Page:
Under Frank Martin, the Kansas State basketball team made it to four NCAA Tournaments in five seasons, won at least one game in every tournament and made it to the Elite Eight in 2010.
Those six NCAA wins are the only six the Wildcats have had since another Elite Eight run in 1988.
That object in K-State’s rear-view mirror — in this case, Martin — is larger than it appears.
But it didn’t work out for Martin to stay at K-State and he’s now trying to build South Carolina from the ground up.
His replacement, Bruce Weber, is under fire. Poor Weber seems always to be under fire.
K-State is 17-10 and 6-8 in the Big 12, yet somehow ESPN’s Joe Lunardi still has the Cats in his bracket as an 11-seed. That’s because of wins over Baylor and West Virginia, plain and simple. But it would seem K-State, with four Big 12 games remaining, needs to at least get to .500 in the conference to hold its spot.
The Wildcats have Oklahoma State at home Wednesday, followed by road games against Oklahoma and TCU. K-State wraps up its regular season with a home game against Texas Tech on March 4.
Back to Weber, who hasn’t gotten his team into the tournament the past two seasons. Now in his fifth year, Weber has not won an NCAA Tournament game, losing to Kentucky and La Salle in 2013 and 2014.
K-Staters have not warmed to Weber, who has the misfortune of coaching in the same conference as Kansas and in the same state as Bill Self, whose Jayhawks are chasing their 13th consecutive Big 12 title.
It’s easy to get swallowed up by such success and Weber lacks the boisterous personality of Martin to make himself heard over the loud roar emanating from Lawrence, a roar that will not stop.
Weber is a good coach as proven from his time at Southern Illinois and Illinois. K-State is a good team. But good doesn’t cut it when the school 85 miles away is cutting down nets, raising banners and producing All-America talent.
As K-State fans ponder the future of Weber, a future many hope will be somewhere other than Manhattan, it’s fair to also acknowledge reality.
Sometimes, reality bites.
Just what kind of basketball job is K-State? What kind of coach can the Wildcats attract?
Yes, K-State was able to lure Bob Huggins a season after he had been forced out at Cincinnati after issues with the university’s president. And Huggins brought along Martin, who took over when Huggins left for West Virginia.
Those were good times. But they are times Weber has been unable to duplicate.
It’s interesting to contemplate K-State’s upside in basketball. Yes, it’s a school with incredibly proud basketball tradition, but enough years have passed that you better have a flashlight if you’re looking for the glory.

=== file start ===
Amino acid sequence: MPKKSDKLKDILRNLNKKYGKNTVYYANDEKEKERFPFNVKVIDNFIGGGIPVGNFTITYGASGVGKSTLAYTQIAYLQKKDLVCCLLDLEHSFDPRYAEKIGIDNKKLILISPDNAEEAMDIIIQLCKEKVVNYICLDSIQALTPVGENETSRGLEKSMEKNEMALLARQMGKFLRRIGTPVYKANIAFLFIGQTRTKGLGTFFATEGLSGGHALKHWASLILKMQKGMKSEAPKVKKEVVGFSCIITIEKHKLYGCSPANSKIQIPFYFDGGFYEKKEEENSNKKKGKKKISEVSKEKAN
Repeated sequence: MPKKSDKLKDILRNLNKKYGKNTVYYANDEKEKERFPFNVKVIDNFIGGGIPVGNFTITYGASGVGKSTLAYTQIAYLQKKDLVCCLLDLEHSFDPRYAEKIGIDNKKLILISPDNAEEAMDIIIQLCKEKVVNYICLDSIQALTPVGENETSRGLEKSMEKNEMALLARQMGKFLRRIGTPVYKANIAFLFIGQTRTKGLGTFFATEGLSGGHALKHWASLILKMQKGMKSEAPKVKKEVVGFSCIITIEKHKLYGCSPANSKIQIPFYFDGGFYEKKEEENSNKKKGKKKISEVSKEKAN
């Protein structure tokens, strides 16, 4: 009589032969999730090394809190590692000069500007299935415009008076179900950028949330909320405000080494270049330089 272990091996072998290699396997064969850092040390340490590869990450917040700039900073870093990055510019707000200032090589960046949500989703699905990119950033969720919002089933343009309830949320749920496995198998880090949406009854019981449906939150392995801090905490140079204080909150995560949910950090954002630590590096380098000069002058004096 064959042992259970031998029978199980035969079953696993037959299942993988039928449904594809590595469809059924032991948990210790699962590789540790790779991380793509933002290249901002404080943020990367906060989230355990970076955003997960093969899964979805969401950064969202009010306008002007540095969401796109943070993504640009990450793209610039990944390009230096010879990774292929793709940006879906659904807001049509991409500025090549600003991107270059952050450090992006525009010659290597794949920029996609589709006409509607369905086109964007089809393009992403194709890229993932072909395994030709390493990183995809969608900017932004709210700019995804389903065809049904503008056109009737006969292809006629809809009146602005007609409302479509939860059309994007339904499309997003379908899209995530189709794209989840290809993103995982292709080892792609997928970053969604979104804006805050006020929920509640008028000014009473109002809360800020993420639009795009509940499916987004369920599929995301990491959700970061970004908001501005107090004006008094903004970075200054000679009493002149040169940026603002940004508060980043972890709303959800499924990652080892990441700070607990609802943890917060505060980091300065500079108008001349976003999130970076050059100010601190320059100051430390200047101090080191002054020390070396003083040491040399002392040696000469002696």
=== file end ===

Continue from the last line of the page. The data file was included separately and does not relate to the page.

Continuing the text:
The Wildcats have been to four Final Fours — in 1948, 1951, 1958 and 1964. They’ve made it to 28 NCAA Tournaments, but made it twice in 17 seasons from 1991 through 2007.
If Weber can pull his team into another NCAA Tournament this season, does he buy more time? What about a win or two in the NCAAs? Then what?
Weber clearly needs to make something happen. This is an interesting K-State team that has proven it can play with anyone and took KU to the wire in both regular-season meetings. But the Wildcats have lost a bunch of close games and at times have appeared disconnected from the moment, as was the case in a home game against Iowa State last week.
The Wildcats lack depth, but have a talented group. They wouldn’t be a great draw for a higher-seeded team, depending on which K-State team showed up.
The key, at least for Weber’s job security, is getting there. To be in a power conference and miss the NCAAs for a third consecutive season, after making it twice, would be tough for the coach.
I don’t sense that K-State fans have nonsensical expectations. Competing to finish in the upper half of the Big 12 is reasonable, as is getting to the NCAA Tournament more often than not and occasionally winning some games.
But since tying KU for first place in the Big 12 in 2012-13, with a bunch of Martin’s recruits, Weber’s K-State teams have fallen off to fifth, sixth (tie), eighth and sixth (tie) this season. The Wildcats’ Big 12 record has declined steadily, too,: 14-4, 10-8, 8-10 and 5-13. K-State is 6-8 this season with four to go.
Sophomores Dean Wade, Barry Brown and Kamau Stokes, along with freshman Xavier Sneed, look like good building blocks. Eventually, though, something has to get built.
You can’t live in a foundation.